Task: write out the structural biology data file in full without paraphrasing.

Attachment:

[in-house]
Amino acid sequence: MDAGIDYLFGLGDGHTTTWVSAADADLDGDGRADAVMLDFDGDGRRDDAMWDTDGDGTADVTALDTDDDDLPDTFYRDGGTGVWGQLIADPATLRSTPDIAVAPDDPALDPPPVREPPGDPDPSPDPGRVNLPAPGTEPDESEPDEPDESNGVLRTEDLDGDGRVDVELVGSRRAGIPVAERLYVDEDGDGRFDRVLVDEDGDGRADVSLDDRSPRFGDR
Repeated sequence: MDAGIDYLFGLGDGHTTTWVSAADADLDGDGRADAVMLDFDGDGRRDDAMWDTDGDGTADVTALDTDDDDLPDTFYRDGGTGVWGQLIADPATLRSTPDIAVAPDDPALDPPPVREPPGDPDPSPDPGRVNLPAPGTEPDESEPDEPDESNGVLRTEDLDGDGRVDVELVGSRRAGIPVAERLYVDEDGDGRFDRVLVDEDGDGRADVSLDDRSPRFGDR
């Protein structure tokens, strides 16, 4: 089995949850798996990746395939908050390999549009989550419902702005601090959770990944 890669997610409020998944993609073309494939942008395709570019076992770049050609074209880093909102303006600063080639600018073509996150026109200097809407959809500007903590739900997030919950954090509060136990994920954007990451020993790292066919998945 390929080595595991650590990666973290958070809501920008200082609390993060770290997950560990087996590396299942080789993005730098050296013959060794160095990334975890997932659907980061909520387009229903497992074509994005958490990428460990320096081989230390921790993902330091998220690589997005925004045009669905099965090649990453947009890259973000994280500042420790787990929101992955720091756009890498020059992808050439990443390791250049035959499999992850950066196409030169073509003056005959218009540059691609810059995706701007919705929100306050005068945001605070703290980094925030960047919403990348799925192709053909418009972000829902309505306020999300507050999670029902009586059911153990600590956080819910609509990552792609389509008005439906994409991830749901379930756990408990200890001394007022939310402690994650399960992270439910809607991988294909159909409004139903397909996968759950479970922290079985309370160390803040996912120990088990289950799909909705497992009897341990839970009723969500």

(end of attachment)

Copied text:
[in-house]
Amino acid sequence: MDAGIDYLFGLGDGHTTTWVSAADADLDGDGRADAVMLDFDGDGRRDDAMWDTDGDGTADVTALDTDDDDLPDTFYRDGGTGVWGQLIADPATLRSTPDIAVAPDDPALDPPPVREPPGDPDPSPDPGRVNLPAPGTEPDESEPDEPDESNGVLRTEDLDGDGRVDVELVGSRRAGIPVAERLYVDEDGDGRFDRVLVDEDGDGRADVSLDDRSPRFGDR
Repeated sequence: MDAGIDYLFGLGDGHTTTWVSAADADLDGDGRADAVMLDFDGDGRRDDAMWDTDGDGTADVTALDTDDDDLPDTFYRDGGTGVWGQLIADPATLRSTPDIAVAPDDPALDPPPVREPPGDPDPSPDPGRVNLPAPGTEPDESEPDEPDESNGVLRTEDLDGDGRVDVELVGSRRAGIPVAERLYVDEDGDGRFDRVLVDEDGDGRADVSLDDRSPRFGDR
């Protein structure tokens, strides 16, 4: 089995949850798996990746395939908050390999549009989550419902702005601090959770990944 890669997610409020998944993609073309494939942008395709570019076992770049050609074209880093909102303006600063080639600018073509996150026109200097809407959809500007903590739900997030919950954090509060136990994920954007990451020993790292066919998945 390929080595595991650590990666973290958070809501920008200082609390993060770290997950560990087996590396299942080789993005730098050296013959060794160095990334975890997932659907980061909520387009229903497992074509994005958490990428460990320096081989230390921790993902330091998220690589997005925004045009669905099965090649990453947009890259973000994280500042420790787990929101992955720091756009890498020059992808050439990443390791250049035959499999992850950066196409030169073509003056005959218009540059691609810059995706701007919705929100306050005068945001605070703290980094925030960047919403990348799925192709053909418009972000829902309505306020999300507050999670029902009586059911153990600590956080819910609509990552792609389509008005439906994409991830749901379930756990408990200890001394007022939310402690994650399960992270439910809607991988294909159909409004139903397909996968759950479970922290079985309370160390803040996912120990088990289950799909909705497992009897341990839970009723969500």